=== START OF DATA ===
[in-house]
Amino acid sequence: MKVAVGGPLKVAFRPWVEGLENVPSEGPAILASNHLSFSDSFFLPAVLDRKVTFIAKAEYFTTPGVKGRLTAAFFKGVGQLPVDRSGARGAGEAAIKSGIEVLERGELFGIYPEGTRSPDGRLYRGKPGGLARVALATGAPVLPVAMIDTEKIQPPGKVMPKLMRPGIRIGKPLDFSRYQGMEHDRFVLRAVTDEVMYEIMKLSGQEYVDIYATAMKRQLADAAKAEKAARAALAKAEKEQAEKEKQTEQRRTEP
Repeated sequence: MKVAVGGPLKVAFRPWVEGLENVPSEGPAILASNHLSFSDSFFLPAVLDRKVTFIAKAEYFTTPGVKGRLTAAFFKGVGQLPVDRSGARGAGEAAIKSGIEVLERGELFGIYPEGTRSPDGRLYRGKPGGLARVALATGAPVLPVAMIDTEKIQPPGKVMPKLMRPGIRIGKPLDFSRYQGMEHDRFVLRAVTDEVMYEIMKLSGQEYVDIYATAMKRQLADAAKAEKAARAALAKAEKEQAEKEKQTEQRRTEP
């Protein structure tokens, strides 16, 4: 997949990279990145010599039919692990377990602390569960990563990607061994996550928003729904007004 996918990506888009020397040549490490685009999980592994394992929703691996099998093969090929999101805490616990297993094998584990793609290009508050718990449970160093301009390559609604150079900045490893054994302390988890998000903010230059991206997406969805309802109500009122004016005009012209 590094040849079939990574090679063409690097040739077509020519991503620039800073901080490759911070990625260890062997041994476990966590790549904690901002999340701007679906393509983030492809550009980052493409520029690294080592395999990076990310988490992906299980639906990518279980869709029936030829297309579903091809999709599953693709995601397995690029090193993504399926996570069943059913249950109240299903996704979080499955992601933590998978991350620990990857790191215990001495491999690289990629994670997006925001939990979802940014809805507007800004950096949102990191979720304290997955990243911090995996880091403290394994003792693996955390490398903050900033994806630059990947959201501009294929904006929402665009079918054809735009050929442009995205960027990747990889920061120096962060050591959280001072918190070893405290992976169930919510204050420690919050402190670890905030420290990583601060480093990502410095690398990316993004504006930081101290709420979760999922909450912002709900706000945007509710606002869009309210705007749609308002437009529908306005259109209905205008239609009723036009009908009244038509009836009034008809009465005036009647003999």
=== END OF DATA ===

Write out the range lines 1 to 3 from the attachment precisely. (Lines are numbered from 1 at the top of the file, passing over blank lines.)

[in-house]
Amino acid sequence: MKVAVGGPLKVAFRPWVEGLENVPSEGPAILASNHLSFSDSFFLPAVLDRKVTFIAKAEYFTTPGVKGRLTAAFFKGVGQLPVDRSGARGAGEAAIKSGIEVLERGELFGIYPEGTRSPDGRLYRGKPGGLARVALATGAPVLPVAMIDTEKIQPPGKVMPKLMRPGIRIGKPLDFSRYQGMEHDRFVLRAVTDEVMYEIMKLSGQEYVDIYATAMKRQLADAAKAEKAARAALAKAEKEQAEKEKQTEQRRTEP
Repeated sequence: MKVAVGGPLKVAFRPWVEGLENVPSEGPAILASNHLSFSDSFFLPAVLDRKVTFIAKAEYFTTPGVKGRLTAAFFKGVGQLPVDRSGARGAGEAAIKSGIEVLERGELFGIYPEGTRSPDGRLYRGKPGGLARVALATGAPVLPVAMIDTEKIQPPGKVMPKLMRPGIRIGKPLDFSRYQGMEHDRFVLRAVTDEVMYEIMKLSGQEYVDIYATAMKRQLADAAKAEKAARAALAKAEKEQAEKEKQTEQRRTEP